Born just before the revolution in 1978, a man known only as DA grew up an orphan in Iran. He understood that his father had been tortured for his political beliefs and he was raised by his older siblings. When the time came for his compulsory military service, he was allocated to a unit responsible for prison security. The prisoners he guarded were kept in squalid conditions and tortured before being executed. Some executions were by stoning: being buried to chest height then stoned from only a few feet away.
What DA witnessed made him sick. There is no suggestion DA was personally responsible for torture, executions or the conditions in which the regime kept the prisoners. He developed mental health problems for which he received treatment. He requested transfer to different duties but was refused. He went absent without leave but was found and ordered to serve an additional one month of military service to compensate for his absence without leave and, by way of punishment, he was sentenced to serve for an additional period of 4 months. When a disturbance broke out at one prison, he refused orders to fire on prisoners, was assaulted and beaten by his commanding officer and then, as the judgment of the Court of Appeal records:
The appellant was taken, unconscious and bleeding, to the prison detention centre, where he was visited by fellow guards who insulted and beat him. When he was transferred to another room he was stripped and beaten again. The appellant was accused of assisting prisoners and of opposition to the Republic. After 24 days of ill-treatment the appellant was told that he was being taken to court. The appellant feared for his life. While being transported in the rear of a car he managed to overpower his escort and make his escape.
He claimed asylum in the UK in 2003. His account was accepted and he was recognised as a refugee. The judge held that he would be persecuted if returned to Iran. The Home Office never attempted to argue that DA was excluded from refugee status by his association with the Iranian regime, so that issue was never adjudicated on by a judge. Many years later, DA applied for naturalisation as a British citizen. That application was repeatedly refused on good character grounds and the subject of much litigation, of which this new judgment may or may not prove to be the final chapter.
The Home Office took the view that DA had made no significant attempt to disassociate himself from crimes against humanity perpetrated by the Iranian regime and had served voluntarily for a considerable period.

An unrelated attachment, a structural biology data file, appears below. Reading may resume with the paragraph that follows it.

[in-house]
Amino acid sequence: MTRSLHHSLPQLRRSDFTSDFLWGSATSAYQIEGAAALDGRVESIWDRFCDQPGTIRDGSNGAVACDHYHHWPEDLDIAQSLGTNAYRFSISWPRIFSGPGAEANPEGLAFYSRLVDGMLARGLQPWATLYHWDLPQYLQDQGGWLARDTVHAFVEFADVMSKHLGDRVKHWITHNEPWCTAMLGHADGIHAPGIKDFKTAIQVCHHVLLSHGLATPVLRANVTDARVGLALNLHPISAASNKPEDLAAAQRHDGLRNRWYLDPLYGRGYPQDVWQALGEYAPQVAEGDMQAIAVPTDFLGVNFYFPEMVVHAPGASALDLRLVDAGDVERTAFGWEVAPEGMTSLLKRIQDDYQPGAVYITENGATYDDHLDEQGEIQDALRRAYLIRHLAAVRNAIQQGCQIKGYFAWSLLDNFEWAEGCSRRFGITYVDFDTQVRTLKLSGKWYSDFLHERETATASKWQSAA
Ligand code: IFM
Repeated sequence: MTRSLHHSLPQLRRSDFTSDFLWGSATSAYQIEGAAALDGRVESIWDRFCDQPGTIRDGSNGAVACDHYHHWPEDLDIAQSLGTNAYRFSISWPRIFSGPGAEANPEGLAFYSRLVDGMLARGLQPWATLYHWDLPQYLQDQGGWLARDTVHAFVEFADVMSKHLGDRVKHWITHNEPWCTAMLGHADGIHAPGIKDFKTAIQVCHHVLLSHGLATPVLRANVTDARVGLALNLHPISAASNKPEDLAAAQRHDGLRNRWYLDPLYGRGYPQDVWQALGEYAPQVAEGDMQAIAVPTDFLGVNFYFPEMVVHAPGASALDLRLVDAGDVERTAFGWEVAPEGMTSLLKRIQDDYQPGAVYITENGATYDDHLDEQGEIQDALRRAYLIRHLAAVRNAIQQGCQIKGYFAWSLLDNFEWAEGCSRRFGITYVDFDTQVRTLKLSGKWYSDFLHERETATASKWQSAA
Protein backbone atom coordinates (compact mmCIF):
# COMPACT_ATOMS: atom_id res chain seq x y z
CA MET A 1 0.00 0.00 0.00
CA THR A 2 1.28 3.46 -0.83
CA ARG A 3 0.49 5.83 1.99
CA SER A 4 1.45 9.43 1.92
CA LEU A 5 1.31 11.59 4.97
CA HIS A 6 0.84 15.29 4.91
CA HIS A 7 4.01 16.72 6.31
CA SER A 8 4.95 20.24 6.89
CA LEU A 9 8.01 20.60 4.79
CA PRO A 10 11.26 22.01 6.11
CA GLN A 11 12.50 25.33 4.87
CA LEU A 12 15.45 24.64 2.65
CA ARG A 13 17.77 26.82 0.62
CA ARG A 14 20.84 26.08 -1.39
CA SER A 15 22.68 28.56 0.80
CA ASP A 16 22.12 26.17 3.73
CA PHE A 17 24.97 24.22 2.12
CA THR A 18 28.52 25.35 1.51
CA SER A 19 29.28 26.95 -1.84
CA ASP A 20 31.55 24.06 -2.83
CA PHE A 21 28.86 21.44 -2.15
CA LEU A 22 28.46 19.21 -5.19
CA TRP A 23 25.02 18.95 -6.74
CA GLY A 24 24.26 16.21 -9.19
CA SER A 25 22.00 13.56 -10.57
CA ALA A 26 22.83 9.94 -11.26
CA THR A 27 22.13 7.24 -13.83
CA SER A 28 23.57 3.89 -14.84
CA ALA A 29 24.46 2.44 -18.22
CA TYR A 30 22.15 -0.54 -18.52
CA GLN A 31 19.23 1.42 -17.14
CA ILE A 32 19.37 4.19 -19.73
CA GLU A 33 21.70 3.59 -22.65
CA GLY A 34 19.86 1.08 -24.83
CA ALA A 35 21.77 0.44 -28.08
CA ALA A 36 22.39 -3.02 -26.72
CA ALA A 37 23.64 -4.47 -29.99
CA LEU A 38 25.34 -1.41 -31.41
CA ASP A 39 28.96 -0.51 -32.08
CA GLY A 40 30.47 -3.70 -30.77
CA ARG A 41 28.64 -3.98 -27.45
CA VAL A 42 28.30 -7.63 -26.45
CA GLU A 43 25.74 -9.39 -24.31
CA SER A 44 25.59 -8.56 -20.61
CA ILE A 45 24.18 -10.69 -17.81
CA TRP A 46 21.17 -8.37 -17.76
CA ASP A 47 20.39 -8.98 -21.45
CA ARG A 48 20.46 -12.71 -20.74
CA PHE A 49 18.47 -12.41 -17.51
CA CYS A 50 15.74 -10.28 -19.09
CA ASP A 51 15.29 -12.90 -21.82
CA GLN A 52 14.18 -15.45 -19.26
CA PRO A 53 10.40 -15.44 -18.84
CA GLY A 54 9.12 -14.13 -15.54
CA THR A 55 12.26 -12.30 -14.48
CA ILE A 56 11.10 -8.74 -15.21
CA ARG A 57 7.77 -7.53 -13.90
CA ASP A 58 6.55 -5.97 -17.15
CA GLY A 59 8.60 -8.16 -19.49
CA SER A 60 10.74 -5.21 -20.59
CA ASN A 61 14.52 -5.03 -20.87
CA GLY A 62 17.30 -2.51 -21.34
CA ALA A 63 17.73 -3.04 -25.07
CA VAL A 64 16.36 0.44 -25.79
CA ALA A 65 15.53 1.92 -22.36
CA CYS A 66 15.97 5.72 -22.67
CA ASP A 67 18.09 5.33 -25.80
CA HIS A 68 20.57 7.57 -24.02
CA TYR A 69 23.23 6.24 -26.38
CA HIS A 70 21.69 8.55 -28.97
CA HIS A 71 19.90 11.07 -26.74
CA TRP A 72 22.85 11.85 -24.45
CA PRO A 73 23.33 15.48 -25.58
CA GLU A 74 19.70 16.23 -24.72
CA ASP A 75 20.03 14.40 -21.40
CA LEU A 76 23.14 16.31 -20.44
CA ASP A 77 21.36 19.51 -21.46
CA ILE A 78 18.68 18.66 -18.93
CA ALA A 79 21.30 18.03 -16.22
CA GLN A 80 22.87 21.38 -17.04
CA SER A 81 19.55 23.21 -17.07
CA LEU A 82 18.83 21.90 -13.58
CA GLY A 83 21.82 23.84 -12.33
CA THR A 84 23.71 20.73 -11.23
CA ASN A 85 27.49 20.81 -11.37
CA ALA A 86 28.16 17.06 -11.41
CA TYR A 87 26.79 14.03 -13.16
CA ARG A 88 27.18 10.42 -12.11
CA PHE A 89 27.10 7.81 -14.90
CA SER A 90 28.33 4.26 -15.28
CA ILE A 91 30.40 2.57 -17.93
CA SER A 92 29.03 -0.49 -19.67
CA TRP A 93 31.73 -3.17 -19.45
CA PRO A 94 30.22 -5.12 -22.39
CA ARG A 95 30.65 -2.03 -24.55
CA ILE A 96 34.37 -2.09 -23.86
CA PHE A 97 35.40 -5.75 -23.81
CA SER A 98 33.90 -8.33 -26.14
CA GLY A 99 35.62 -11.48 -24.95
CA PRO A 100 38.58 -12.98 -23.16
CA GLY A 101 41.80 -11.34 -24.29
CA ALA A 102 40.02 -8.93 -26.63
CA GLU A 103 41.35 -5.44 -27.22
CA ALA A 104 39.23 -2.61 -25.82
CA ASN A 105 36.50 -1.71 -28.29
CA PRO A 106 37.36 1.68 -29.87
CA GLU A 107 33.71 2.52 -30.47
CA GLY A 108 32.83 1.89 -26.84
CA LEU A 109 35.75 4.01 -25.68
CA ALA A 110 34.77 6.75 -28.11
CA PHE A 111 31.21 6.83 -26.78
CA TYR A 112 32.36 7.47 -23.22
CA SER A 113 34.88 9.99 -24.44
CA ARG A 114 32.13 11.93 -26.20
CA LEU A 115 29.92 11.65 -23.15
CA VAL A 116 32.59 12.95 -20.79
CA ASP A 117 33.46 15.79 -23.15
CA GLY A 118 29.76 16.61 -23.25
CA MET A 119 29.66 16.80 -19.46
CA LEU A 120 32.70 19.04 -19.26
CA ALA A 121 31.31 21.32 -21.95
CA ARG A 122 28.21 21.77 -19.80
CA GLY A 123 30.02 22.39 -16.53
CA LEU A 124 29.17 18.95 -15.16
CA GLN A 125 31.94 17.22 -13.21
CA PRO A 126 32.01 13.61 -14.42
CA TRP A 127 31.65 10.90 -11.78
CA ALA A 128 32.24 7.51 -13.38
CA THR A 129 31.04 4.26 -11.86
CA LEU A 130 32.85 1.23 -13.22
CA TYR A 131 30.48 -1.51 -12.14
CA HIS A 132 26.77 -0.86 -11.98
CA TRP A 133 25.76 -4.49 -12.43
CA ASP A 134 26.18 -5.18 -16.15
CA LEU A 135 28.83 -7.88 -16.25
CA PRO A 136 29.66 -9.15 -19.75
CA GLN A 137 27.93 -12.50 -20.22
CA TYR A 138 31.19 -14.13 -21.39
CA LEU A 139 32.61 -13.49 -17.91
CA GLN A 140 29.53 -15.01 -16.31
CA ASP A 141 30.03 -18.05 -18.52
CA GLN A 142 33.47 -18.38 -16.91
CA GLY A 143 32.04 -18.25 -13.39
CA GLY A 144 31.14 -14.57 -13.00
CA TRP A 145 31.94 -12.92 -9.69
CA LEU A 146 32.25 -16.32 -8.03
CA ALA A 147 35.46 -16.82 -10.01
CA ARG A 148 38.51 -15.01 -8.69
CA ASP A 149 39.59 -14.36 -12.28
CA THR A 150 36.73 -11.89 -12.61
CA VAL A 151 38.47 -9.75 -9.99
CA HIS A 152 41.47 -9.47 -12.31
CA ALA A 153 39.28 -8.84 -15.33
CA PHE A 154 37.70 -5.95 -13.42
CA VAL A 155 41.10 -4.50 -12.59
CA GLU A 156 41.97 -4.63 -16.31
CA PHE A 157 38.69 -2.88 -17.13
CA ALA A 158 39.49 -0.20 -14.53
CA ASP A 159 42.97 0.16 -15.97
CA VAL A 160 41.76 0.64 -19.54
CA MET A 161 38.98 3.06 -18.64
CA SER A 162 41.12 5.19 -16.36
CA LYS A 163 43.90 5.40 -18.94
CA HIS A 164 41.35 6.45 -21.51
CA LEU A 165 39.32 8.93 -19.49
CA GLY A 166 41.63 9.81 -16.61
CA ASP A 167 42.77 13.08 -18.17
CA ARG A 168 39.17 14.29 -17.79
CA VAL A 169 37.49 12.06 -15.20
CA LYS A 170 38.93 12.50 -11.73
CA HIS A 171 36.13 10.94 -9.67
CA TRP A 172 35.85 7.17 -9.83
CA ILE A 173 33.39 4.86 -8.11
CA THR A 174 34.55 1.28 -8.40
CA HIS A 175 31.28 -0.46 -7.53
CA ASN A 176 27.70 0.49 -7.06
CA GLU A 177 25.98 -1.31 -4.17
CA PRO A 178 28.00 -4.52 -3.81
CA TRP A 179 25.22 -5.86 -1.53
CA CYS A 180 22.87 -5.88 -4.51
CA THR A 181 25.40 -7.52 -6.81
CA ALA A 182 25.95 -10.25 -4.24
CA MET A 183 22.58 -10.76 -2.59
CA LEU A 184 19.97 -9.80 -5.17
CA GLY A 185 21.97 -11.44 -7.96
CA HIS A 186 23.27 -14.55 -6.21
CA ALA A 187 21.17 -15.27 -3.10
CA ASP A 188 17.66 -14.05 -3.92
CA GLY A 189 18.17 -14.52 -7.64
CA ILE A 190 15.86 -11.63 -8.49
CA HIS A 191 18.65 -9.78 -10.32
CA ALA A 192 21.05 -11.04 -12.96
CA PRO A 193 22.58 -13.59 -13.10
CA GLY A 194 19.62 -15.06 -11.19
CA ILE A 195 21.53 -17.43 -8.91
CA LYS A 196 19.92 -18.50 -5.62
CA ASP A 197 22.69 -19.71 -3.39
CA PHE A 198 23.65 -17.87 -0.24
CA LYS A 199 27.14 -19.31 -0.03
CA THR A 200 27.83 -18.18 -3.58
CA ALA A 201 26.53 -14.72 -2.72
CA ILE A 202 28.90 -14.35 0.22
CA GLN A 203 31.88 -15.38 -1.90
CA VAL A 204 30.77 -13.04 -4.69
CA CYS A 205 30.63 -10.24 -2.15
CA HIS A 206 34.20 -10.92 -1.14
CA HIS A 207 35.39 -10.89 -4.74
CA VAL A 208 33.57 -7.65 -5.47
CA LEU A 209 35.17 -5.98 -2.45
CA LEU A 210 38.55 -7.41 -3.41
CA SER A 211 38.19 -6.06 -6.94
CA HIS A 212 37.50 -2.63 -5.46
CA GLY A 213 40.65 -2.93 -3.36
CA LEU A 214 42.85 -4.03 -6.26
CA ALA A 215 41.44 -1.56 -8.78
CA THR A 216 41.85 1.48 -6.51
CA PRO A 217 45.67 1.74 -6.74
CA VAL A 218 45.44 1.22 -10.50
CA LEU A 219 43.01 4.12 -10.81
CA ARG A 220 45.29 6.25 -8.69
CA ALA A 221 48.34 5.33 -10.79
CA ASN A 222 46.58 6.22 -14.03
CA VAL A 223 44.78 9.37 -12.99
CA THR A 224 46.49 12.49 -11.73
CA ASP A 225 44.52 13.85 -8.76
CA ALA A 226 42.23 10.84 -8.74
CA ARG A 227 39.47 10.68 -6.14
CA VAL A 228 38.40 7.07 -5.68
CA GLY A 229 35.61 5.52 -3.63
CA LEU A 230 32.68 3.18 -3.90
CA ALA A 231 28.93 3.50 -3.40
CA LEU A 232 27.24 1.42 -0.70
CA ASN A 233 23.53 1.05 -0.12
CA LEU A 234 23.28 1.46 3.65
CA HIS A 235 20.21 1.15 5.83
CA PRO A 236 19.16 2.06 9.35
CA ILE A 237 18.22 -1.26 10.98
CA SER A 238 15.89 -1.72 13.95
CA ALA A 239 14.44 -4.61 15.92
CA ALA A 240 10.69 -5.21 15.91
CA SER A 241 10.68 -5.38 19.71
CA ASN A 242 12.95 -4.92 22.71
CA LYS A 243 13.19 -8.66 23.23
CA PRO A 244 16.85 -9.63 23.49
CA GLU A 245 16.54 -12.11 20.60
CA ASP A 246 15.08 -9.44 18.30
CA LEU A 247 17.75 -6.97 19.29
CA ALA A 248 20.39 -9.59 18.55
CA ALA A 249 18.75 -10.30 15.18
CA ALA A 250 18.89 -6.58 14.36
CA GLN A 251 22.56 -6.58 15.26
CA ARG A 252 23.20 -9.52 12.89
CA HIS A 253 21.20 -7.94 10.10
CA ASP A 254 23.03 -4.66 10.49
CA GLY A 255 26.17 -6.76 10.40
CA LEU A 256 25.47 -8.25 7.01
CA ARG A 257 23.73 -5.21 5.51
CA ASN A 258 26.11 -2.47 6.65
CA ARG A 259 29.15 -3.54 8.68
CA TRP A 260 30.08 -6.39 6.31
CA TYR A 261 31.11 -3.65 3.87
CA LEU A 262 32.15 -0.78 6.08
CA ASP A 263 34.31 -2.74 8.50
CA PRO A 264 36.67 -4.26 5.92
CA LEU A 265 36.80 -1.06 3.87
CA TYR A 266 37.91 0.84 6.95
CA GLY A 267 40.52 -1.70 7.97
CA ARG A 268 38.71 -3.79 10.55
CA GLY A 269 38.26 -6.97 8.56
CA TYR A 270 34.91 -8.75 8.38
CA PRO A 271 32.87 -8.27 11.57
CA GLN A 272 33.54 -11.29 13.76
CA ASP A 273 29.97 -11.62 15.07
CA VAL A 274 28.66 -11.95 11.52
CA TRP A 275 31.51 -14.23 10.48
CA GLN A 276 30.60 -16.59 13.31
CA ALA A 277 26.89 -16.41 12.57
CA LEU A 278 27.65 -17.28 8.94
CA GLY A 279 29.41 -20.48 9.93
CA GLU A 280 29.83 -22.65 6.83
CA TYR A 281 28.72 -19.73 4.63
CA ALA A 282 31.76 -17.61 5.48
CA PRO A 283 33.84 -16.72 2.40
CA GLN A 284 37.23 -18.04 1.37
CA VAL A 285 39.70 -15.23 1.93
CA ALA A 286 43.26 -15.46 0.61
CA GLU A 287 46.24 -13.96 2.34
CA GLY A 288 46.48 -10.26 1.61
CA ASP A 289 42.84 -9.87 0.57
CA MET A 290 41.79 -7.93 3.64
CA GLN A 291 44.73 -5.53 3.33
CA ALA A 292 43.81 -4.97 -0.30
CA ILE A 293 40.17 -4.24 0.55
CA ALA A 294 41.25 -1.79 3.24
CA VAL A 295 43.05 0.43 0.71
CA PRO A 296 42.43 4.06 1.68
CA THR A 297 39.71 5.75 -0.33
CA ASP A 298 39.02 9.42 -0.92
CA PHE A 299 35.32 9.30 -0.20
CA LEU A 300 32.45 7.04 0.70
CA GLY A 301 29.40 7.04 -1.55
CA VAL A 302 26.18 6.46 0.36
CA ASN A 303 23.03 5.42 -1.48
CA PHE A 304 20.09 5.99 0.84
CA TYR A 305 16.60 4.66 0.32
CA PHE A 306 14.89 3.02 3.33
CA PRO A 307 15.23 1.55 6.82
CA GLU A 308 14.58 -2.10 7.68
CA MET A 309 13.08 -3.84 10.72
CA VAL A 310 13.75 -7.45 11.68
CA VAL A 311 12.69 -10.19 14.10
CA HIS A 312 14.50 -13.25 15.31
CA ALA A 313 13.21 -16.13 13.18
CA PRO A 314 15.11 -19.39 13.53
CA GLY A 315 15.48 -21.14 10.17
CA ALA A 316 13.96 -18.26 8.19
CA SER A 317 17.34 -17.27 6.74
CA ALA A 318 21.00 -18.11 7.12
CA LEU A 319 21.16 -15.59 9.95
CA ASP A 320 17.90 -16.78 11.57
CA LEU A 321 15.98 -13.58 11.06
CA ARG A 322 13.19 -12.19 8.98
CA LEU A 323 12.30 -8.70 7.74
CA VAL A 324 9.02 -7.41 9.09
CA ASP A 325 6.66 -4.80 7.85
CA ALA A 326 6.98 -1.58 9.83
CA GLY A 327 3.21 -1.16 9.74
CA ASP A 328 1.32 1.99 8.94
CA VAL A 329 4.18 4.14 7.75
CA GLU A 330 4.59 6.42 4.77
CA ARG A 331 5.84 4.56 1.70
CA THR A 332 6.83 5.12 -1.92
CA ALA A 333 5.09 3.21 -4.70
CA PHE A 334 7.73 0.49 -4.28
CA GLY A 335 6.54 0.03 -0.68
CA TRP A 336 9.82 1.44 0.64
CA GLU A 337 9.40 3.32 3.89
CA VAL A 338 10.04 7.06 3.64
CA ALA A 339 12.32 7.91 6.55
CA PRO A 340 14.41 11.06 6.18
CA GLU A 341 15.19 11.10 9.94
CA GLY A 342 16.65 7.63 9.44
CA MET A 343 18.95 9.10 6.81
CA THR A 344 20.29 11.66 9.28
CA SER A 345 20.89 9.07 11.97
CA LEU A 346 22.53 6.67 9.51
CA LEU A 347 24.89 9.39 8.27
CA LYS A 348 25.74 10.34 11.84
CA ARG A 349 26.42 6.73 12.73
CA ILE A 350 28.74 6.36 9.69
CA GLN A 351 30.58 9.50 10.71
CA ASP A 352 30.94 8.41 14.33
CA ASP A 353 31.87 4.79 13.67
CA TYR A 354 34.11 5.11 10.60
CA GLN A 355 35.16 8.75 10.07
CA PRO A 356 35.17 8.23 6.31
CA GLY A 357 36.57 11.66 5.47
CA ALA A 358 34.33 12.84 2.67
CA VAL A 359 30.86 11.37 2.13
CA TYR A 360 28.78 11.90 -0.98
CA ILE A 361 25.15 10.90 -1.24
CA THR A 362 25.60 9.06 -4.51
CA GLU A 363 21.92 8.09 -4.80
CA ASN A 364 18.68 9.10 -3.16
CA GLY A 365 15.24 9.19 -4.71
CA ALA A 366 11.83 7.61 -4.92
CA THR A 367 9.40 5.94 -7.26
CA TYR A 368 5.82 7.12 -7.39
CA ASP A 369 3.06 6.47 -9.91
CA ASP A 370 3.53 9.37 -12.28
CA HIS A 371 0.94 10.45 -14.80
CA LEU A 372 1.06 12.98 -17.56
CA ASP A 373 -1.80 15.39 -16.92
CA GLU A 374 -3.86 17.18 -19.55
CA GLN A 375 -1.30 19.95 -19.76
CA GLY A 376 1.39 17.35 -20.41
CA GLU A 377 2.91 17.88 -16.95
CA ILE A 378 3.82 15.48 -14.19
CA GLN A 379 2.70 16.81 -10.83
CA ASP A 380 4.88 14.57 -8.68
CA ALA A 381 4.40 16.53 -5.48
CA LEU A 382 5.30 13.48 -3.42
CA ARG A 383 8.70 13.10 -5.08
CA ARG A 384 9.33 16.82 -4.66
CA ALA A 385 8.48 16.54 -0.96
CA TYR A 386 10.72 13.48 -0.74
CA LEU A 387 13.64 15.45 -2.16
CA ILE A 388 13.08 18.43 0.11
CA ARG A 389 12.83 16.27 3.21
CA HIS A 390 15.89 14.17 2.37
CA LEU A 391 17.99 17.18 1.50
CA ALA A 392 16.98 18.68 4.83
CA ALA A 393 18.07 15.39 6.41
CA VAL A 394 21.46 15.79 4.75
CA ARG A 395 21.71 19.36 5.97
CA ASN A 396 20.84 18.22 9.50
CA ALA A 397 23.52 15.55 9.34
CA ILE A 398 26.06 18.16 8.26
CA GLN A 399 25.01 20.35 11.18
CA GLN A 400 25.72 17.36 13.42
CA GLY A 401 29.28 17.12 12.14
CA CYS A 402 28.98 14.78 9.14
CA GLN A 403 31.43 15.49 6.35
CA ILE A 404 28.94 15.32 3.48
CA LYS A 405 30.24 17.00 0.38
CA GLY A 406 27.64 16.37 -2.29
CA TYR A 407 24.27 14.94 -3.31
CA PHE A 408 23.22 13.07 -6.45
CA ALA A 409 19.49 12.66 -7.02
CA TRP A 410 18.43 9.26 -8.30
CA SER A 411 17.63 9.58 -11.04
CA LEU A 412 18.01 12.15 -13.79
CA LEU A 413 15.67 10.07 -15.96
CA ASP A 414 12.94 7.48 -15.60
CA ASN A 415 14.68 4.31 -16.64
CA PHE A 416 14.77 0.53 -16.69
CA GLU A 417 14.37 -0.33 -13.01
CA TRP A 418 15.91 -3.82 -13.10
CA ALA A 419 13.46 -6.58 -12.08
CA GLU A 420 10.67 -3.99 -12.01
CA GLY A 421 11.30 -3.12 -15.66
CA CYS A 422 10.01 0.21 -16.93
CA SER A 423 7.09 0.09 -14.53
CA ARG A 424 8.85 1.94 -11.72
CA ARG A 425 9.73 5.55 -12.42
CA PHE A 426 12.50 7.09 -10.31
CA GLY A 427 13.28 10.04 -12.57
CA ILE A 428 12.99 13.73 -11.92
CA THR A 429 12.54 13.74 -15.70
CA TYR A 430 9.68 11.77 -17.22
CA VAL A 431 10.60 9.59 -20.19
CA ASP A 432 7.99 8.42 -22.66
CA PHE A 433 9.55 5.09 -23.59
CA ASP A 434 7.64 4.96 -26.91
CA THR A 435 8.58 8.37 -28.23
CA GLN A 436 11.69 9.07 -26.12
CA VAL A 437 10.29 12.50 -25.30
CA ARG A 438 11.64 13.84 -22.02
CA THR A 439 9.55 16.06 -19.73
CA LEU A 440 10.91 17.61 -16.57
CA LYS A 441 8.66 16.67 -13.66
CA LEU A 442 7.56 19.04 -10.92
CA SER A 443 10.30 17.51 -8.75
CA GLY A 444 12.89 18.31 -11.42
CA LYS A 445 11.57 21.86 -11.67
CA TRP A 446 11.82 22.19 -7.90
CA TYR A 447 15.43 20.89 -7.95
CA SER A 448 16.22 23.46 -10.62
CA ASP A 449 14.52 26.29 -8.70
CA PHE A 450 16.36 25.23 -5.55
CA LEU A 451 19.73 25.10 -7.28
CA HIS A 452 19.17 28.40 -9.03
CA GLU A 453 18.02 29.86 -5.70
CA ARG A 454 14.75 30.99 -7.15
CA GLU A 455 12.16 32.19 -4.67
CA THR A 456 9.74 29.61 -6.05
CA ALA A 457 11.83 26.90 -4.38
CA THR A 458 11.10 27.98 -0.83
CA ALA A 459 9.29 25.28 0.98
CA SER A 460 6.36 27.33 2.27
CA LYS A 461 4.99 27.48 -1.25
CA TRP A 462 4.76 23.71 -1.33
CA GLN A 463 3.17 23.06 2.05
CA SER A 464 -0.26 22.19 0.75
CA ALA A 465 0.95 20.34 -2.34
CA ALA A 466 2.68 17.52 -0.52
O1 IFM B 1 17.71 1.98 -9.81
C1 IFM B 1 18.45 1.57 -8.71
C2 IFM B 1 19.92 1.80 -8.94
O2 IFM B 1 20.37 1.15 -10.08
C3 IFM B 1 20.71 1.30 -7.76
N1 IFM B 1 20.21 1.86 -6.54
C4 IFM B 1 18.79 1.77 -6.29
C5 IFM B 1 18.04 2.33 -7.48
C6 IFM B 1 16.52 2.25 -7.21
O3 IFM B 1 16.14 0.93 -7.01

In the leading judgment in R (On the Application Of DA (Iran)) v Secretary of State for the Home Department  EWCA Civ 654, Lord Justice Pitchford held that it would be unreasonable to demand of DA a “heroic” standard of conduct and that DA was a citizen of a country whose government did not brook opposition and that he must have known there were likely to be serious consequences for disobedience. Nevertheless, DA had not provided information about his training, role and duties, he had only attempted to disassociate himself from the regime a year after his training had ended “and only then because he was sickened and depressed by his experience”.
Pitchford LJ concludes that decision by the Secretary of State could not be described as irrational or unreasonable.
Given what happened to DA when he did disassociate himself from the regime — he was persecuted and had to flee for his life — it might be thought that it is a little harsh to have expected DA to have done so earlier, which would it seems have led to his earlier persecution. Essentially, it is said that DA should have fled Iran sooner and his failure to do so means he is not of good character.
It also seems a little unfair to criticise DA for only disassociating himself because he was sickened and depressed by his experience. It is implied that he should have done so on high principle before seeing things that sickened and depressed him, I suppose.
This all begs the question of how many of us, civil servants included, would pass this sort of good character test.
The judgment highlights the inadequacy of judicial review as a means of challenging factual assessments by the Home Office. Without a full right of appeal to a judge on the facts, factual assessments by junior civil servants that are universally acknowledged to be very poor in quality can only be challenged on rationality and strict legality grounds. Such challenges are fraught with difficulty. But once the Immigration Act 2014 comes into effect, these will be the only means of challenge available to supposedly valued migrants such as students and business people who do not have a human rights case for remaining in the UK.